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A restful escape in Dungeness on Kent's coast

Ellen Tout finds solitude on Kent’s shoreline

by Ellen Tout

Known as the only desert in the UK, Dungeness, on the headland of the Kentish coast, is a mystical landscape. Arriving at our cottage, located on one of the few roads here, the sea stretches for miles ahead of us and the shingle cascades into the distance behind – it really does feel like a desert, like we’ve escaped from the bustle of life.

This is a recognised Site of Special Scientific Interest and a nature reserve, and we’re staying a short walk along the coast from the mysterious Dungeness Estate, a unique shingle spit that sits three miles into the English Channel. We head out through the cottage’s garden and hop over the lines of the Romney, Hythe and Dymchurch Railway – a miniature train known as ‘the smallest public railway in the world’ whose steam has been seen chugging across these planes since 1927.

The wind whistles across the dramatic landscape, dotted with abandoned fishing boats, and we collect driftwood and hagstones – stones with a hole running through them and believed locally to protect from the influence of magic. The sun burns red as it sets over this movie-like scene, uninterrupted by light pollution.

My morning begins with yoga in the cottage’s living room – the panoramic windows providing views across the peninsula as I practise. We then head for the heart of the estate. Here we find the ‘end of the line’ marker for the light railway, as well as the famous power station and two lighthouses. It’s eerily beautiful. Look in any direction and for miles all you can see is shingle and, on the tip of the horizon, the sea.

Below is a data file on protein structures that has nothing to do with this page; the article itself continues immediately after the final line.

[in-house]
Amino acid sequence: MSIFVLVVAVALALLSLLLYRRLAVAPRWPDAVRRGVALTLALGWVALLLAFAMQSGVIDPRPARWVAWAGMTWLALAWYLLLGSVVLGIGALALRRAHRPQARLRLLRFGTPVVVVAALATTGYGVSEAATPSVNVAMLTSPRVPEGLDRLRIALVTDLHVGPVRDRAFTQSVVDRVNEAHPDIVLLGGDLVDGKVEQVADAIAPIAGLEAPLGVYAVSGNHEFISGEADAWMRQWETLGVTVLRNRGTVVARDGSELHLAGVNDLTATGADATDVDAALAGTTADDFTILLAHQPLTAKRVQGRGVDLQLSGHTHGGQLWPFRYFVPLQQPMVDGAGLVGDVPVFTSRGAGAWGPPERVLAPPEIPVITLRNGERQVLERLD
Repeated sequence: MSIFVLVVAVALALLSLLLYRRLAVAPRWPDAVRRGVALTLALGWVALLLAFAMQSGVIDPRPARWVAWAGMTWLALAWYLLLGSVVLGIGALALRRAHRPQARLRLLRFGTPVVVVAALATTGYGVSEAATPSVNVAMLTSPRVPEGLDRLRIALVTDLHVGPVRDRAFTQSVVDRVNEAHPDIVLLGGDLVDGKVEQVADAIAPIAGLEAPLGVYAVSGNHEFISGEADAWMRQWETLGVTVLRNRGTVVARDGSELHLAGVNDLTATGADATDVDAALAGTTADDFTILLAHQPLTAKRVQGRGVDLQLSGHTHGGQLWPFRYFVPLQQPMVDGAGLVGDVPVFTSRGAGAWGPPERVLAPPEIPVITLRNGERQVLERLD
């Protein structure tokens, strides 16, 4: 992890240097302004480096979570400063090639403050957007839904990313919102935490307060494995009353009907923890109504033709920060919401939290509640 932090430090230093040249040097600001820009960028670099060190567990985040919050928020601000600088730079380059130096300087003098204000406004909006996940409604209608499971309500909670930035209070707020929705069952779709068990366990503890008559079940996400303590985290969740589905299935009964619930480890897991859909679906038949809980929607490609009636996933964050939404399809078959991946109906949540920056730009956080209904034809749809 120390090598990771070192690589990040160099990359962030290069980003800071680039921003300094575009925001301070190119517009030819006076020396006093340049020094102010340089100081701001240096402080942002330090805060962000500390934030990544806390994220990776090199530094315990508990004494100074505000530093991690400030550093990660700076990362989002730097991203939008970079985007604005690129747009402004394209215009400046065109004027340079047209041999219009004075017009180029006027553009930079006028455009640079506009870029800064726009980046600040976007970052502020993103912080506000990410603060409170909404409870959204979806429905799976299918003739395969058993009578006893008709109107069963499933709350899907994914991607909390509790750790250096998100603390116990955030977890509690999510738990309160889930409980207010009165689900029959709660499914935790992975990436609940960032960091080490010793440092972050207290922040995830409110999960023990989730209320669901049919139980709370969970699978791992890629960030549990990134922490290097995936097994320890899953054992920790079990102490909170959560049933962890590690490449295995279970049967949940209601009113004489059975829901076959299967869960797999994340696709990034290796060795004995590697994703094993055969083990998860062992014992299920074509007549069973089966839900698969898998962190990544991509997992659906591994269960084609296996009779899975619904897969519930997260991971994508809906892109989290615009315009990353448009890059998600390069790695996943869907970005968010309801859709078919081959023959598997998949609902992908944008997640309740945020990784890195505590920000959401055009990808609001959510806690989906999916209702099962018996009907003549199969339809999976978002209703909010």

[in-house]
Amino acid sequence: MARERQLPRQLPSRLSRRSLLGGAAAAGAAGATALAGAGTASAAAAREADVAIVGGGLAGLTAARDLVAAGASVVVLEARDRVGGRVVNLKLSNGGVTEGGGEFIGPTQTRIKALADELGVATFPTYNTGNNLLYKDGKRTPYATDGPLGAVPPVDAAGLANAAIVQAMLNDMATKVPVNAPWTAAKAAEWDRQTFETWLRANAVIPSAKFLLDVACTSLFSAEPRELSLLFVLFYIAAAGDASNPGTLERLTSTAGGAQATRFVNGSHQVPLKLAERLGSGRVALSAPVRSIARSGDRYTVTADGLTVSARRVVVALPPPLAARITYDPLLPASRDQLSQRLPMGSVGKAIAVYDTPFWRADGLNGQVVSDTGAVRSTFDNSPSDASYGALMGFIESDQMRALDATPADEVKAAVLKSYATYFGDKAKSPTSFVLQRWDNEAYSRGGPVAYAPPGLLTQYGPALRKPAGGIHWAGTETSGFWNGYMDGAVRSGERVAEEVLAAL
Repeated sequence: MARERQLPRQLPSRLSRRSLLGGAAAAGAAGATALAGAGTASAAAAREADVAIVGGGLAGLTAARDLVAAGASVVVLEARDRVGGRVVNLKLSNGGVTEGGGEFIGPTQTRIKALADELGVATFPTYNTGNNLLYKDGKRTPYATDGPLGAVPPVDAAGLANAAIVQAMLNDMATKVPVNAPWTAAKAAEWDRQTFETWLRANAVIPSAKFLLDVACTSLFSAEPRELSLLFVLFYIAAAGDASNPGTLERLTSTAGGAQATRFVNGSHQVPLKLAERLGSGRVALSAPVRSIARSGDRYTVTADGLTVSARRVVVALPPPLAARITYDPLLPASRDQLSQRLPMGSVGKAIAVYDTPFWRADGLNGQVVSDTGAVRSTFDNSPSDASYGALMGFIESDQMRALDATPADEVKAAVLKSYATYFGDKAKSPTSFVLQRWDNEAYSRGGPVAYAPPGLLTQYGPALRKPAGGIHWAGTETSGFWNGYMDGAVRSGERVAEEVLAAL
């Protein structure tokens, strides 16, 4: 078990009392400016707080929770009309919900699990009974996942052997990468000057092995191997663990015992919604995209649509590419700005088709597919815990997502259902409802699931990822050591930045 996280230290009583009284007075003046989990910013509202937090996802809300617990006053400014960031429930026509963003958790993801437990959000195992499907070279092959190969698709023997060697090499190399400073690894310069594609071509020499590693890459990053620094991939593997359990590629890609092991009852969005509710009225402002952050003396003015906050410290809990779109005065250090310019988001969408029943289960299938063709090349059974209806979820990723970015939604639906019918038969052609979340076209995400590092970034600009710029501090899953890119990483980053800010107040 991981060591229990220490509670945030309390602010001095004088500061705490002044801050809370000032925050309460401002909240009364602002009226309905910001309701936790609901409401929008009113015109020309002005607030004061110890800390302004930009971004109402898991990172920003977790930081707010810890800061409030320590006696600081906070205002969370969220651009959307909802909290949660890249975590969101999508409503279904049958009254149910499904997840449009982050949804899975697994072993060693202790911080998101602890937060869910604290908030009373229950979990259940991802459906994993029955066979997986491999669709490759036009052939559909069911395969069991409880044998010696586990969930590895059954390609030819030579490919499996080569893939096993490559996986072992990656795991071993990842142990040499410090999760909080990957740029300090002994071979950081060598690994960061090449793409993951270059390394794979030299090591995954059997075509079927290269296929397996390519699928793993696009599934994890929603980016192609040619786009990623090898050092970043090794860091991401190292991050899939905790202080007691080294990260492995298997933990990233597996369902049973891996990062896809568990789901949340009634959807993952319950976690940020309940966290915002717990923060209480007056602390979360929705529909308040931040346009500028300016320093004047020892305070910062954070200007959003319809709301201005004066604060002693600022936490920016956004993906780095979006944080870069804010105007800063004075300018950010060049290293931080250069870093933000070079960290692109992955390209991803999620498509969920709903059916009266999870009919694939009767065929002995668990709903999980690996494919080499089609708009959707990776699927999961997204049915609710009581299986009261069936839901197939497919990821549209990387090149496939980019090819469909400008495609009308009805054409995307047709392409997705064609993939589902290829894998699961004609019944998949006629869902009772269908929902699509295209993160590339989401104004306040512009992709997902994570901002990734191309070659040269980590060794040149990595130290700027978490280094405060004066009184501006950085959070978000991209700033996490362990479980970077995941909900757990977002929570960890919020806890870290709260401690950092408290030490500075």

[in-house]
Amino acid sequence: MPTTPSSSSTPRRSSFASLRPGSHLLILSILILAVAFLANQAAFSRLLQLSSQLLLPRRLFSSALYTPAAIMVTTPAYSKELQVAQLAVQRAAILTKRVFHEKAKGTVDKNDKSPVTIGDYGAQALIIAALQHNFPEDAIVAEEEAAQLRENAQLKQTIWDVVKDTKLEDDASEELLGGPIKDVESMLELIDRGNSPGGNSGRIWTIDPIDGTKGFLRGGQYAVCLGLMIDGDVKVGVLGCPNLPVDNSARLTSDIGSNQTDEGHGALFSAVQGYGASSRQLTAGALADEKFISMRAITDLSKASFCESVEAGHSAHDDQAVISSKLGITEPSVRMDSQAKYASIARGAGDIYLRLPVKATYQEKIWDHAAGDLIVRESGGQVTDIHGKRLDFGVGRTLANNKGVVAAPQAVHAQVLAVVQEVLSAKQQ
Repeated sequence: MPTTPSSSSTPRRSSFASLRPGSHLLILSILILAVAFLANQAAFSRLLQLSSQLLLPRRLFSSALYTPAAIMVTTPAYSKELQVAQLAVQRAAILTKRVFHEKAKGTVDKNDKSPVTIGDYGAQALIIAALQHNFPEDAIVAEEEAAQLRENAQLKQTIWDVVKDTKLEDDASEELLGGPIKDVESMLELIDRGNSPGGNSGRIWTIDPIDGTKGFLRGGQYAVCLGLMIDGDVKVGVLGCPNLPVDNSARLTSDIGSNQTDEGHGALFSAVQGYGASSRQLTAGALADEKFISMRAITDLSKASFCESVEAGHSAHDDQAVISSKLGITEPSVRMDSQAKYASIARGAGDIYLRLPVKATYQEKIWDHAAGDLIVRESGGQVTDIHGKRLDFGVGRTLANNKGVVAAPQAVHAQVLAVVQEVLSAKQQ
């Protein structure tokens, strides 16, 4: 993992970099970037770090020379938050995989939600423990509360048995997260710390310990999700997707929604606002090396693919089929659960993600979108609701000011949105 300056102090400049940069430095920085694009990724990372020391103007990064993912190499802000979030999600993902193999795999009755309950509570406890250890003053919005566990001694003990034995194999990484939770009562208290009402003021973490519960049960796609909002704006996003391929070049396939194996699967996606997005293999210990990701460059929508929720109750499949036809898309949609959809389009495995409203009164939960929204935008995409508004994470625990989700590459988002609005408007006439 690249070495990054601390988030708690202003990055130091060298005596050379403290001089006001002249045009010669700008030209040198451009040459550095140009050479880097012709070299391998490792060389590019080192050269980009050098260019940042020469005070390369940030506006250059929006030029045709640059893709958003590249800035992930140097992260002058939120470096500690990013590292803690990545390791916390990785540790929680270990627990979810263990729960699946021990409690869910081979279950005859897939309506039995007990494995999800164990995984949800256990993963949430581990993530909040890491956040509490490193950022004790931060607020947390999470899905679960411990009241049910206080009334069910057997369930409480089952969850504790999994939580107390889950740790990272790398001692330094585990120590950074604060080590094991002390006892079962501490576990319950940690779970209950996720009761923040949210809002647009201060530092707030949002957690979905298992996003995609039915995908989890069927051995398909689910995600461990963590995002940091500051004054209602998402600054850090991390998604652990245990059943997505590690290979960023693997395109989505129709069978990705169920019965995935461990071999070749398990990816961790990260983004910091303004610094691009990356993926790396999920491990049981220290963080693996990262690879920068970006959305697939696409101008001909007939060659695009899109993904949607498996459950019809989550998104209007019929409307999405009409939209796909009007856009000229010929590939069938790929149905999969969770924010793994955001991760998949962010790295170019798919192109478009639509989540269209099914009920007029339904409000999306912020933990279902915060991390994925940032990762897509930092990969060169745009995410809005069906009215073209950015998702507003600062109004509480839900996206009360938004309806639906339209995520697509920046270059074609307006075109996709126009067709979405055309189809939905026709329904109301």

Across the estate, small, quirky dwellings are dotted. I can’t imagine the feeling of waking up here every day – so isolated and yet so peaceful. Although building is now restricted, these settlements began after the First World War when workers purchased disused railway carriages and transformed them into compact homes. Some are now open house galleries with striking pieces documenting their love for Dungeness. This is such a unique place, so barren and unfamiliar and yet so beautiful that it truly captures your imagination and lulls you into escape.

Where to stay?

Ellen stayed at Apple Fish cottage on Coast Drive, Dungeness, three nights from £420 or seven nights from £525 for up to four people, provided by Mulberry Cottages. See mulberrycottages.com or call 01227 464 958.

Apple Fish is a beautifully furnished, light and open home with stunning views to the front and rear. The garden is spacious and restful, with the famous Romney, Hythe and Dymchurch Railway miniature train running along the foot of the garden. From here, you can walk directly out onto the rugged coastline and shingle. The sunrise and sunset here are stunning, and the large windows make it the perfect spot to enjoy the view.

It’s also dog-friendly, with many pubs and walks locally.

The accommodation provides everything you need, with a lovely kitchen, living room, dining area and conservatory. A truly unique and magical place to retreat to.

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